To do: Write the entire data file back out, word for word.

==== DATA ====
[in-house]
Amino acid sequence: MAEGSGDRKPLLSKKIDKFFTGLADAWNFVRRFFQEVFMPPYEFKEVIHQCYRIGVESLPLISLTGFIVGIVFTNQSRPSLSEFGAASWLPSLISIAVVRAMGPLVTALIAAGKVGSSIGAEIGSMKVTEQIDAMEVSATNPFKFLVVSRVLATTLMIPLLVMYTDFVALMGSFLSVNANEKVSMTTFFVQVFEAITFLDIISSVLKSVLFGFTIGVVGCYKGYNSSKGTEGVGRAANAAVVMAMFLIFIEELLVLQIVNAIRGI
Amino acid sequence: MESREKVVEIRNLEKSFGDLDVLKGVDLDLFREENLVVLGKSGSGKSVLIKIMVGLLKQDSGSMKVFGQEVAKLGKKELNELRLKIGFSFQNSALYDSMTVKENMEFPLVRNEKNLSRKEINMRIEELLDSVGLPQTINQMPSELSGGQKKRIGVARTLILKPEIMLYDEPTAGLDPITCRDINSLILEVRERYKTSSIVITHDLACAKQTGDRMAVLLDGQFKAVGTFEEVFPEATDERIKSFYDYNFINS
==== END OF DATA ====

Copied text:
[in-house]
Amino acid sequence: MAEGSGDRKPLLSKKIDKFFTGLADAWNFVRRFFQEVFMPPYEFKEVIHQCYRIGVESLPLISLTGFIVGIVFTNQSRPSLSEFGAASWLPSLISIAVVRAMGPLVTALIAAGKVGSSIGAEIGSMKVTEQIDAMEVSATNPFKFLVVSRVLATTLMIPLLVMYTDFVALMGSFLSVNANEKVSMTTFFVQVFEAITFLDIISSVLKSVLFGFTIGVVGCYKGYNSSKGTEGVGRAANAAVVMAMFLIFIEELLVLQIVNAIRGI
Amino acid sequence: MESREKVVEIRNLEKSFGDLDVLKGVDLDLFREENLVVLGKSGSGKSVLIKIMVGLLKQDSGSMKVFGQEVAKLGKKELNELRLKIGFSFQNSALYDSMTVKENMEFPLVRNEKNLSRKEINMRIEELLDSVGLPQTINQMPSELSGGQKKRIGVARTLILKPEIMLYDEPTAGLDPITCRDINSLILEVRERYKTSSIVITHDLACAKQTGDRMAVLLDGQFKAVGTFEEVFPEATDERIKSFYDYNFINS